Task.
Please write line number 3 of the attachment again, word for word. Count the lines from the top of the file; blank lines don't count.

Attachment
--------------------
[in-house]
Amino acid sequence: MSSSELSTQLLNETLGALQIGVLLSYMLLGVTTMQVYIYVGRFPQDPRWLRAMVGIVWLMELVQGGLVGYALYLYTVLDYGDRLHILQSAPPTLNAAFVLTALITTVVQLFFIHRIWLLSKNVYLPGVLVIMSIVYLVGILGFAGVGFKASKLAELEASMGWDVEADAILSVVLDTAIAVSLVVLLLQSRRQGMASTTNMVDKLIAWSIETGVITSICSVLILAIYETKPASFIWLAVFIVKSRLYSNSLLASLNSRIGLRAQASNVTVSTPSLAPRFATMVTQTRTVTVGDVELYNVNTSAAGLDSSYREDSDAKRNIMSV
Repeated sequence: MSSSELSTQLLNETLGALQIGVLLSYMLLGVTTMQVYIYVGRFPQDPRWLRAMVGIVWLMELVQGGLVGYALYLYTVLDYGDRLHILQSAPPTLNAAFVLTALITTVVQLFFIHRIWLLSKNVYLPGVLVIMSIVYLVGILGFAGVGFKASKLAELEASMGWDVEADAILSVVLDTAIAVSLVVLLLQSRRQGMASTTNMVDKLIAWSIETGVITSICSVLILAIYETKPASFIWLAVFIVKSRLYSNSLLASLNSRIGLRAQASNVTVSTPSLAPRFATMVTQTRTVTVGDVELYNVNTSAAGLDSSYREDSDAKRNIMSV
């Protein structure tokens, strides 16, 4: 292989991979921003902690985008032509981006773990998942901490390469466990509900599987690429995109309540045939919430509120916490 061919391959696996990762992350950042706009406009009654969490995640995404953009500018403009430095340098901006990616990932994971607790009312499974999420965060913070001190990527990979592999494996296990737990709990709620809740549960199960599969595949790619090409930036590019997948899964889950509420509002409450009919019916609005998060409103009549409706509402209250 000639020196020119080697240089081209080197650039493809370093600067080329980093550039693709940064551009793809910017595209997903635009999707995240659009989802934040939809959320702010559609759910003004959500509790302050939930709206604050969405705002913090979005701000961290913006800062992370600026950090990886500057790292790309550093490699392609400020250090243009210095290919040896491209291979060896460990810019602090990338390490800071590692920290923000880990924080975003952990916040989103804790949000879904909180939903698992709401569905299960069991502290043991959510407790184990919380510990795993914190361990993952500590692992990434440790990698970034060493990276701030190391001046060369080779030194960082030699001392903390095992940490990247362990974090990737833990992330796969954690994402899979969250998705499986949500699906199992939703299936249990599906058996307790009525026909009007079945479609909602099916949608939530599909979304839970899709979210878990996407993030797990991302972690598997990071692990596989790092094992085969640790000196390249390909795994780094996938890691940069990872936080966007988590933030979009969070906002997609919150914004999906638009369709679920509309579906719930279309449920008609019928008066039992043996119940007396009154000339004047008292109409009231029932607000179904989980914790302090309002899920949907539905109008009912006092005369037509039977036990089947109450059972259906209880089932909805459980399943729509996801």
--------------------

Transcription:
Repeated sequence: MSSSELSTQLLNETLGALQIGVLLSYMLLGVTTMQVYIYVGRFPQDPRWLRAMVGIVWLMELVQGGLVGYALYLYTVLDYGDRLHILQSAPPTLNAAFVLTALITTVVQLFFIHRIWLLSKNVYLPGVLVIMSIVYLVGILGFAGVGFKASKLAELEASMGWDVEADAILSVVLDTAIAVSLVVLLLQSRRQGMASTTNMVDKLIAWSIETGVITSICSVLILAIYETKPASFIWLAVFIVKSRLYSNSLLASLNSRIGLRAQASNVTVSTPSLAPRFATMVTQTRTVTVGDVELYNVNTSAAGLDSSYREDSDAKRNIMSV